French vintners divided over 2011 harvest risks
By Marcel Michelson
PARIS (Reuters) - Unpredictable 2011 weather has divided French vintners into cautious early harvesters keen to avoid early autumn storms and nail-biting gamblers willing to risk catastrophe for more mature grapes in a year that has been flagged as exceptional for wine.
A dry spring, a wet start to summer, which has eased into more clement seasonal conditions and warm temperatures has persuaded some vintners to start harvesting in late August, while others have bided their time, measuring grape maturity with modern science and old-fashioned chewing and tasting.
Traditionally, the associations of vintners in a wine region set an official start to the harvest with "la levée du ban des vendanges" or the end to the harvest ban, which has its traces in the Middle Ages.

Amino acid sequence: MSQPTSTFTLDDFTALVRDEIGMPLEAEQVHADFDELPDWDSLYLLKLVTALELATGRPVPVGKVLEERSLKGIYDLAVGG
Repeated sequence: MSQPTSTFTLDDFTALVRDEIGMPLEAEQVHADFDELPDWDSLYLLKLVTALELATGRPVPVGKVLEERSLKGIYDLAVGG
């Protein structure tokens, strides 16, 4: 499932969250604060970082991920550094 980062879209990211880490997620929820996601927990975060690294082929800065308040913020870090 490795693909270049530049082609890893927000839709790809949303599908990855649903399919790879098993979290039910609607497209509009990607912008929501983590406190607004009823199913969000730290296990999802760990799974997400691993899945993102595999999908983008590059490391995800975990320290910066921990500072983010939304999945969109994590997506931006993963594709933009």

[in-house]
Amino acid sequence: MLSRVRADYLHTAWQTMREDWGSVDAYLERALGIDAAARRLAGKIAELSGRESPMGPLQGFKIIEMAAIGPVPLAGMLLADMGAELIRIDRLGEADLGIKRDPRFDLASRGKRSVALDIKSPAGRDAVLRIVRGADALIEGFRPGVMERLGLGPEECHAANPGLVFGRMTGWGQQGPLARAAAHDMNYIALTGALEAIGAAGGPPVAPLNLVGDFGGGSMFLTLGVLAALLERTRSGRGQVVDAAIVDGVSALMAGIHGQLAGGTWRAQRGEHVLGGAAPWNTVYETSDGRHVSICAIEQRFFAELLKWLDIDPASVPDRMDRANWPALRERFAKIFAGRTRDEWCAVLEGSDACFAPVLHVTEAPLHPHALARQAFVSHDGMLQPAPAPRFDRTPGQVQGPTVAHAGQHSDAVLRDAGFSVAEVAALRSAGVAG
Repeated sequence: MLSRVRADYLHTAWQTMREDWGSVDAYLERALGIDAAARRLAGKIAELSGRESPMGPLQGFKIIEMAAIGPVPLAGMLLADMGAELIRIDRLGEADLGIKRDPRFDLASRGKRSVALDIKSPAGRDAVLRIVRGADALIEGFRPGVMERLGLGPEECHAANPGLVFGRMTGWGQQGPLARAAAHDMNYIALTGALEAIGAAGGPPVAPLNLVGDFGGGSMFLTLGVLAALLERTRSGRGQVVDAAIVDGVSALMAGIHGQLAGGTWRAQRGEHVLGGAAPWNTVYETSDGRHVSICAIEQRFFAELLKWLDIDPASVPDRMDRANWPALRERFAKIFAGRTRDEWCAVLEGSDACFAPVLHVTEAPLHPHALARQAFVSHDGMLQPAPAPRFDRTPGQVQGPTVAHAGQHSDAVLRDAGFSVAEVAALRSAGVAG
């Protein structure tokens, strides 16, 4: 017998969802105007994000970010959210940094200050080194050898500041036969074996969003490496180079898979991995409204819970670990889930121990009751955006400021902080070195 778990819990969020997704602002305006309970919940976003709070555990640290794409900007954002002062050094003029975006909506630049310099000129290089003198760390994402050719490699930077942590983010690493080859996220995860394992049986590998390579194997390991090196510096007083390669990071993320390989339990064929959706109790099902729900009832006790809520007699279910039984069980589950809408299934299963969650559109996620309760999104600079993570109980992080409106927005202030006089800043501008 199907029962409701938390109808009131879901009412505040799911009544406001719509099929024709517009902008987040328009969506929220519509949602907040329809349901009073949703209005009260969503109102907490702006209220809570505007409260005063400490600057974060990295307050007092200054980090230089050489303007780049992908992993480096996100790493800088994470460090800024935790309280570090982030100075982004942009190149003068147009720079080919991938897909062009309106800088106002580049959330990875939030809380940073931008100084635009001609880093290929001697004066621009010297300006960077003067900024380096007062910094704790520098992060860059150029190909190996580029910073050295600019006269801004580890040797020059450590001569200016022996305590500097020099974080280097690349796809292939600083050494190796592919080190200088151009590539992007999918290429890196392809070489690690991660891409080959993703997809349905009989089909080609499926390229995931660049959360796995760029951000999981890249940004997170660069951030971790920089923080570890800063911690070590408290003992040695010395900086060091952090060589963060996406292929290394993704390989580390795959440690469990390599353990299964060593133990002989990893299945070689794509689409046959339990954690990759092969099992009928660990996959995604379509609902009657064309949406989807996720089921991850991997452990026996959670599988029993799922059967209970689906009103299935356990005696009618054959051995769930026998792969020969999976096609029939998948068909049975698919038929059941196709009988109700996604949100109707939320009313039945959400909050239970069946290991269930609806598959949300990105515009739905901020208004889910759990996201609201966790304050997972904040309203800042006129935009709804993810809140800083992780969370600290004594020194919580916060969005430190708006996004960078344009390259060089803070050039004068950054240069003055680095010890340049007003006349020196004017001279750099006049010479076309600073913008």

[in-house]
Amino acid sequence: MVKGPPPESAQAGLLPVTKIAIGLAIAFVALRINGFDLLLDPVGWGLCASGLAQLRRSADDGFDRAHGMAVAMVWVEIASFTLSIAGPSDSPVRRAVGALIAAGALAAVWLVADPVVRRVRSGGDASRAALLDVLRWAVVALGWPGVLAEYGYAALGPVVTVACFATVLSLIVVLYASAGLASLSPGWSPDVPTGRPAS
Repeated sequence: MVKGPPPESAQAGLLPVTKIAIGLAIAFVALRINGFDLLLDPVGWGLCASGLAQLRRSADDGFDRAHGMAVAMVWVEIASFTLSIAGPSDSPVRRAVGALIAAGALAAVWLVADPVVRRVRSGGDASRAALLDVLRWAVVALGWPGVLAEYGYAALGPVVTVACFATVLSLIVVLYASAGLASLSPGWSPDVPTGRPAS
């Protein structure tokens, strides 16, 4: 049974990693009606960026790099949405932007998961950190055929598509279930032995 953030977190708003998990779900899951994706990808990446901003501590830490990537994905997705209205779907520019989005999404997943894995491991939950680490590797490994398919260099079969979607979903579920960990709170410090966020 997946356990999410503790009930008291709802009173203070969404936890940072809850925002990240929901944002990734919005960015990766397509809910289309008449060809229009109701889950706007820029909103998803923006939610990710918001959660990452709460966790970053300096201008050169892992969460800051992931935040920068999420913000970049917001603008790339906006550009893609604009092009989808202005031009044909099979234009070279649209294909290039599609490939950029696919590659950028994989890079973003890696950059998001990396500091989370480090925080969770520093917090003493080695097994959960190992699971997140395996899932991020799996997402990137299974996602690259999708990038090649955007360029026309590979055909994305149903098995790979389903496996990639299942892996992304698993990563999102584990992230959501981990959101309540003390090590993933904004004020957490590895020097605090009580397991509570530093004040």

The ban allowed individual wine growers to benefit from the combined wisdom of a region in setting the harvest date, usually 100 days after the first flowering in the vineyards.
For the last few years however, this ban has no longer been universally compulsory but is still upheld in several areas for AOC wines and is a popular way of attracting wine tourists after the summer rush, such as in Saint-Emilion.
The Jurade de Saint-Emilion run a Medieval-style pageant with members of the Jurade in long red robes and square hats who attend Mass in the church, walk the cobbled streets and clamber to the top of Tour du Roi (King's Tower) and then release balloons symbolizing grapes to mark the harvest.
The ban des vendanges in Saint-Emilion is on September 18 this year. The same weekend as in 2010, but a week later than 2009.
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